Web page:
Who should hold leaders accountable for failures in financial reporting and budget discipline? (Week 5 Discussion)
Accountability is one of the most critical aspects of budgeting and financial reporting in the public and private sectors. In the public sector, criminal justice plays the role of ensuring all legal obligations are met. At the same time, stakeholders maintain the mandate of setting expectations and ensuring leaders are held accountable for their misconduct (Week 5 Discussion).
Besides, shareholders are responsible for setting clear policies and guidelines that leaders ought to adhere to when conducting the operations assigned to them and preparing budgets and financial reports (Boatright, 2011). Thus, if a leader fails to observe those guidelines and regulations, the shareholders have the right to exercise their mandate of firing or suspending the leader.
How can an agency mitigate damages from an unethical monetary situation?
All public sector agencies operate under specific policies set by either the shareholders, the government, or distinct professional bodies. Thus, for an agency to mitigate damages resulting from an unethical monetary situation, it would be required to follow specific set government policies (Boatright, 2011). This would ensure that the public sector agency’s operations align with that of the government’s expectations (Week 5 Discussion).
Also, public sector agencies’ employees must stick to a specific code of conduct that governs their operations in their professions. For instance, an accountant must observe the Generally Accepted Accounting Principles except when directed otherwise by the organization in which he/she is reporting and preparing the financial reports. Coupled together, these factors help mitigate the damages that come from an unethical monetary situation.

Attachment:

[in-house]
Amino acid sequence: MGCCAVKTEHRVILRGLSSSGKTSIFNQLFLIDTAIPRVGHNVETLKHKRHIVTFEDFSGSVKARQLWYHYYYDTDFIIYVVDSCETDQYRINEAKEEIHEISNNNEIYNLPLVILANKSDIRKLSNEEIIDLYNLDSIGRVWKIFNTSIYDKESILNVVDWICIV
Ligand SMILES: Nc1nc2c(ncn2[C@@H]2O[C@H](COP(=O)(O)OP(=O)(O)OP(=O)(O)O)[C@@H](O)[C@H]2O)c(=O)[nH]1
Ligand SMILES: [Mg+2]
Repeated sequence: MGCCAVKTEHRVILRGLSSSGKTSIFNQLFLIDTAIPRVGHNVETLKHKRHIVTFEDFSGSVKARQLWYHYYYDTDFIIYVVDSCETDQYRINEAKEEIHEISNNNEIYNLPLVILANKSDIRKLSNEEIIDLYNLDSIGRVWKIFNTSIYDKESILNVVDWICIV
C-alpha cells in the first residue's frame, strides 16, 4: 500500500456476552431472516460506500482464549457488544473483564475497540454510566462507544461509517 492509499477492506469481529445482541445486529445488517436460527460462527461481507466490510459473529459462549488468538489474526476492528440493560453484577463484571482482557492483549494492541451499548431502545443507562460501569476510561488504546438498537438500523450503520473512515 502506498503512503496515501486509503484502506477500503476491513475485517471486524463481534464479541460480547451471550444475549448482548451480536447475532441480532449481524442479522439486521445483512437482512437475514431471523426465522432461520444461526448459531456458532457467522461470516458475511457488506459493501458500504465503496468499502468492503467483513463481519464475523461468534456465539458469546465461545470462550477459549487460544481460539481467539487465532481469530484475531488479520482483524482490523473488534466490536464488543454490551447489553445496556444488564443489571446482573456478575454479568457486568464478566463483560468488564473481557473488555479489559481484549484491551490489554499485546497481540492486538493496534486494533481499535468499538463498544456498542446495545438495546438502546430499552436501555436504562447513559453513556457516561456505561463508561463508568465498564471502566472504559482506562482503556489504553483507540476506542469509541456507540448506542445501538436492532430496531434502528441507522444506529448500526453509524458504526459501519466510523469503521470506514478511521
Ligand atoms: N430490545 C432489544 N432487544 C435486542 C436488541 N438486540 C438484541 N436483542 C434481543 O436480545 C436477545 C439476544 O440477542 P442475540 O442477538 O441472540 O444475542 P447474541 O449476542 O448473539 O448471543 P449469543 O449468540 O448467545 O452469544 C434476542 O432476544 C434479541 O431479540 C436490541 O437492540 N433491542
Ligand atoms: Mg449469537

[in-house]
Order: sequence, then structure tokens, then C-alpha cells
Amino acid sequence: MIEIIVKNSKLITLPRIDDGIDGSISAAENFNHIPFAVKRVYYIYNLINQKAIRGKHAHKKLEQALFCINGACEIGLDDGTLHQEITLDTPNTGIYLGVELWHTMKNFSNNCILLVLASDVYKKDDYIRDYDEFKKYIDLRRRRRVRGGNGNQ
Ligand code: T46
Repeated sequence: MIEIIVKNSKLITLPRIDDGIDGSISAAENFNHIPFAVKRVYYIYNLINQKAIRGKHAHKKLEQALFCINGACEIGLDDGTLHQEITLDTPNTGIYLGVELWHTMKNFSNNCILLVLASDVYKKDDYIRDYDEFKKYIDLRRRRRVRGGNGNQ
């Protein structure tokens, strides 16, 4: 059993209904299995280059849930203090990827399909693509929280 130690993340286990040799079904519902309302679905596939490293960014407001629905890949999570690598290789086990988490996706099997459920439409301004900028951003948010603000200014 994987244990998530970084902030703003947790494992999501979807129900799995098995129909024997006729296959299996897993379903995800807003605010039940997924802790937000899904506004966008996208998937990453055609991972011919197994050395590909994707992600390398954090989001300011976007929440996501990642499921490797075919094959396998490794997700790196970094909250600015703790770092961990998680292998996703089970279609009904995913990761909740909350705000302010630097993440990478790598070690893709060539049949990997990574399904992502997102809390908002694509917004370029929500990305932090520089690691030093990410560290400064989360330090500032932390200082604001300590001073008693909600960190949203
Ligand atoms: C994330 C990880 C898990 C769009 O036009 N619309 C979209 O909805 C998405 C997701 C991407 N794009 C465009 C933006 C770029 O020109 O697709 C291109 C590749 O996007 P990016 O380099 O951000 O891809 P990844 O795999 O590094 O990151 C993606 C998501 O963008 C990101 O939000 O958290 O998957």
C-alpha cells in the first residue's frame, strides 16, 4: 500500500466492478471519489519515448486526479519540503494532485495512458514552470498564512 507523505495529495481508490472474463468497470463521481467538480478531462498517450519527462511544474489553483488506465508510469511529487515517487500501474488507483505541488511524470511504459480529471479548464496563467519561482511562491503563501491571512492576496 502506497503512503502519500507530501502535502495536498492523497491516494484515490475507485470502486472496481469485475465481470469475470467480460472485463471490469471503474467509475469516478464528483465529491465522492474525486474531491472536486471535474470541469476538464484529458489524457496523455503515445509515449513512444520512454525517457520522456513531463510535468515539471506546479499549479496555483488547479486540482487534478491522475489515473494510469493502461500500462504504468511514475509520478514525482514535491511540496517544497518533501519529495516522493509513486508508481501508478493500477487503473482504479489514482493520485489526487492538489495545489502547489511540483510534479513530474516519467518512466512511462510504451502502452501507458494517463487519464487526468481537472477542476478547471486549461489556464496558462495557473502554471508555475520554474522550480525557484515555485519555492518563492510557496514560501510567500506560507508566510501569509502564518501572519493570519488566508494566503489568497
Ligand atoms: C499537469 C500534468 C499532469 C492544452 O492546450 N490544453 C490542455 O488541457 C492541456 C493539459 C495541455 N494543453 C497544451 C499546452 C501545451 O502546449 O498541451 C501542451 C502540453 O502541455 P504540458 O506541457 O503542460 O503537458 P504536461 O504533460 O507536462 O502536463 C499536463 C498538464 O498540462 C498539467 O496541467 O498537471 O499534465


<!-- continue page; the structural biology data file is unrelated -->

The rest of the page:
How does an agency build trust after poor public stewardship of monies?
Public sector agencies are required to be good stewards of public finances and meet public needs and expectations. However, if the agency has gained a reputation for poor public stewardship of the public finances, it would be difficult for the agency to regain the trust of both the public and other primary stakeholders (Week 5 Discussion).
However, trust can be established after poor stewardship of money by laying down some measures that can help ensure there is no public money embezzlement (Boatright, 2011). The measures may include ensuring transparency in financial reporting, and there are adequate measures in internal control. Also, they should ensure there is responsible planning and dependable and accurate accounting (Week 5 Discussion).
Boatright, John. (2011). Ethics in Finance. 10.1002/9781118266298.ch1
Sevilla, J. (2006). Accountability and control of public spending in a decentralized and delegated environment. OECD Journal on Budgeting, 5(2), 7-21.